After arriving back in town the group went different ways but I finally got to try the cocktails at the Grand Hotel. We all stretched out
End of the day drink at the Grand Hotel!
A great spot outside to sit and enjoy the view
on the comfortable couches and chairs which are scattered around the lawn and enjoyed the sun for a while. Well-dressed waiters quickly brought platters of snacks and a huge drinks menu. The view of Mont Blanc in the distance was the perfect outlook while sipping Mojitos and a cocktail which seemed made for me - "The Hugo"! It was a delicious mix of prosecco, mint and elderflower syrup which I'll be trying to replicate when we get home. Frank and I wandered the main street for a while afterwards, browsing rather than doing any serious shopping, and were amused by a whole shop devoted to doggie accessories which looked a little like the American Girl doll boutiques - all pink and frilly and very glossy. Obviously only for well-heeled pooches.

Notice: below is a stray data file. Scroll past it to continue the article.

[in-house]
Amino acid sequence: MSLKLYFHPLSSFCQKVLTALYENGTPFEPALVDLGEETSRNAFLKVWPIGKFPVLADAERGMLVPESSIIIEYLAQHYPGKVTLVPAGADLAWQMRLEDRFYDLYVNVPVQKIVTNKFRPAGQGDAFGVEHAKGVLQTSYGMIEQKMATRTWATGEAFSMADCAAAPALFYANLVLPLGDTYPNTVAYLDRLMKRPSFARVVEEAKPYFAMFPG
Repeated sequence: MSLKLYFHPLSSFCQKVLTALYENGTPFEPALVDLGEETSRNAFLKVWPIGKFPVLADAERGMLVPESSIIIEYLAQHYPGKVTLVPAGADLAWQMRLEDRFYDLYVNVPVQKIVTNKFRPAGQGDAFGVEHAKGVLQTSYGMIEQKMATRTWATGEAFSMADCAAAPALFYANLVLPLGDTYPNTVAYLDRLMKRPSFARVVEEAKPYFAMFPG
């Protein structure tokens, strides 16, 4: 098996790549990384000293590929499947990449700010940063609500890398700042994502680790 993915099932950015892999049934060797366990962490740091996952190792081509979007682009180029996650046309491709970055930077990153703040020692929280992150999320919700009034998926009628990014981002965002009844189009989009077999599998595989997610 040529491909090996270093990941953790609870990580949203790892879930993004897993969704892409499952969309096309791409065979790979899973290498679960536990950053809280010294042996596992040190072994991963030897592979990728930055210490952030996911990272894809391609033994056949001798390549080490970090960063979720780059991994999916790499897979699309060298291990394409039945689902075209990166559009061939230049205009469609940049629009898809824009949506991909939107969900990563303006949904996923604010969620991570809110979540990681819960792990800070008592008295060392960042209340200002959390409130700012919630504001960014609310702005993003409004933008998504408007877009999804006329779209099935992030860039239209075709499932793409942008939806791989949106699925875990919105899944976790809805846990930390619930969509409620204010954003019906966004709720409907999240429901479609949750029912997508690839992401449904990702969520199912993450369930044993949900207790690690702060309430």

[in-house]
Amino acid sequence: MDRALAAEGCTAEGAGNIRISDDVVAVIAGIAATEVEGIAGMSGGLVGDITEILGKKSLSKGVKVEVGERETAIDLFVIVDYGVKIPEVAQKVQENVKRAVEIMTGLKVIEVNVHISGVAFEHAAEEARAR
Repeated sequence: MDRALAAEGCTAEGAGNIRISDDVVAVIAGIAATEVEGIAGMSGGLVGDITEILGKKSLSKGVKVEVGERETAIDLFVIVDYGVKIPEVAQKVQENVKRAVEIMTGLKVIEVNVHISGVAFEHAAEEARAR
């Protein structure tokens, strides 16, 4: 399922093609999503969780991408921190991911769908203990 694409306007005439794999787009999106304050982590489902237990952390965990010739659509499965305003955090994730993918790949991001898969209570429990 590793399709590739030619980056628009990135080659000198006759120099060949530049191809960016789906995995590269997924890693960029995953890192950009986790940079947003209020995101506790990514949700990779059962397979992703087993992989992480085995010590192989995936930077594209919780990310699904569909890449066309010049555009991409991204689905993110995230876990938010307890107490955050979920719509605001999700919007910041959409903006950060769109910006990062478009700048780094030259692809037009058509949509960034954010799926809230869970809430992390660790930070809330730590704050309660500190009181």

Dinner tonight was in the hotel, which we all appreciated because we are a bit weary - it has been a big day. The food was delicious, and our favourite maitre'd (whose nickname Hector has stuck) oversaw everything with an eagle eye. We each took a gift of a 2017 Hedonistic Hiking calendar up to bed with us, which might be dangerous. I am wondering if we'll be joining
Lovely cocktails at the Grand Hotel in town. I chose the "Hugo". Yum.
the ranks of those who meet the Hedonistic Hiking crew every year for a new hike. Arnold and Jill are up to number nine! I'm very tempted by The Palio of Siena and the Slovenia walk, myself. We'll see.......
Tot: 2.463s; Tpl: 0.067s; cc: 11; qc: 74; dbt: 0.0516s; 2; m:saturn w:www (126.96.36.199); sld: 1;
; mem: 1.5mb